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EA Reports $641 Million Loss, Plans 12 Facility Closures
EA Reports $641 Million Loss, Plans 12 Facility Closures Exclusive
February 3, 2009 | By Leigh Alexander

February 3, 2009 | By Leigh Alexander
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More: Console/PC, Exclusive



Electronic Arts reported a third quarter loss of $641 million -- significantly wider than its $33 million loss in the same period last year.

Most of the loss, the publisher says, is attributable to various business charges. EA's revenue actually increased about 10 percent year over year to $1.65 billion, plus $88 million in deferred revenue from online games -- but the gains still did not meet analysts' expectations.

The widening losses are prompting EA to expand its restructuring efforts slightly, however. With the company's results announcement today, EA said it now plans to lay off 11 percent of its workforce, or 1,100 employees, and to close 12 of its facilities. On the company's call to investors, it said these closures would favor "high-cost" locations.

The new restructuring details represent some further specifics beyond what the publisher has yet announced. EA had previously announced a 10 percent reduction, 1,000 employees, and 9 facility closures.

EA also revealed it would reduce its slate of planned SKUs by 30 percent -- excluding its EA Partners titles, the publisher will launch 50 titles, or 125 SKUs, in its fiscal 2010, as opposed to 149 SKUs in fiscal 2009.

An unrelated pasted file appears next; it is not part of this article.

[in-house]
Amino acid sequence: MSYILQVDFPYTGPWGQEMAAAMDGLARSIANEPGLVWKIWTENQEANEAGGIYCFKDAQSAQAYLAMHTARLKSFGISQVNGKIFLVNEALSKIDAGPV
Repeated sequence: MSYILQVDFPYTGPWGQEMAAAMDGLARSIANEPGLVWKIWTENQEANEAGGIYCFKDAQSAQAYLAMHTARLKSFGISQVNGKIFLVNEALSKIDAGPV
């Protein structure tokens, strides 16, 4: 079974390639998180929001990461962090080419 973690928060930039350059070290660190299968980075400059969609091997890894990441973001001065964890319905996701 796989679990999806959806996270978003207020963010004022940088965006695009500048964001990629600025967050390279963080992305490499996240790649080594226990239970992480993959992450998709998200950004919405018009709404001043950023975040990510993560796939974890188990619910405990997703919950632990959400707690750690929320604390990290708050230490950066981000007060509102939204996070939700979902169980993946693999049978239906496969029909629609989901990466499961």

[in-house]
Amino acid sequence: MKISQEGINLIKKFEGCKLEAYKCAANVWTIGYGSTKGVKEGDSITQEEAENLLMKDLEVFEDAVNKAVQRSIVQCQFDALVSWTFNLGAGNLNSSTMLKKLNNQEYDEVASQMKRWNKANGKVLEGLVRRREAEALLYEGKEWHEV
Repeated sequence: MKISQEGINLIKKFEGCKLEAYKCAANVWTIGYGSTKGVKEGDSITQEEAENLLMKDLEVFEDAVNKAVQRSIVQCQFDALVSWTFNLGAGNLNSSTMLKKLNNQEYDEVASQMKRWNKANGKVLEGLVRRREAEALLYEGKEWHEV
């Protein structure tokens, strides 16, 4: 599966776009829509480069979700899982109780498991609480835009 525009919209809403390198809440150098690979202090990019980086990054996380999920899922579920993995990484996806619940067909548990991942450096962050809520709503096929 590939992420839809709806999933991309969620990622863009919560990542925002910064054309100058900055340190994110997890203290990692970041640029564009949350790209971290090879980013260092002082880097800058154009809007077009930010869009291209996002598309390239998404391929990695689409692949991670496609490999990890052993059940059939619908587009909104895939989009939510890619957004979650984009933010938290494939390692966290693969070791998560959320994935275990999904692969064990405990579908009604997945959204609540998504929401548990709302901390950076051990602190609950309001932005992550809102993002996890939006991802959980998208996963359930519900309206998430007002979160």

Although it still enjoys healthy cash reserves and has not incurred any debt, Electronic Arts has struggled to recuperate its share price since it warned of disappointing sales for its holiday portfolio. Analysts have suggested EA's investors are waiting to see results of the restructuring, which CFO Eric Brown says will reduce the company's operating expenses by about $500 million.

"Our holiday quarter came in below our expectations and we have significantly reduced our financial outlook for fiscal 2009, a clear disappointment," says EA CEO John Riccitiello.

Nonetheless, EA says it's still the leading publisher in North America by market share, according to NPD data pegging its share at 20 percent. The publisher also says its quality scores are up -- in 2008 it had 13 titles rated 80 or above on Metacritic, as opposed to 2007's seven.

EA says its best-selling game was FIFA 09, with 7.8 million copies sold. Need For Speed: Undercover, which the company plans to follow with three new titles, sold 5.2 million copies. And Mythic's Warhammer Online now has 300,000 paying subscribers, as of the quarter's end.

"We delivered on game quality and innovation in calendar 2008, with 13 titles rated 80 or above -- more than any third-party publisher. We expect to build on this great quality record in the year ahead while delivering more profitability."


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Comments


Jake Romigh
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Posted here because it seems appropriate:

http://www.penny-arcade.com/comic/2008/11/5/

Annuity R
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I hope EA won't completely flip the other direction because of recent events. Original IP is surely riskier, and that means EA needs to develop a greater tolerance for loss.

Jonathan Pynn
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I would agrue that they have their finger in too many pots, they bought up too many studios, and now they are choking on their own fat.


none
 
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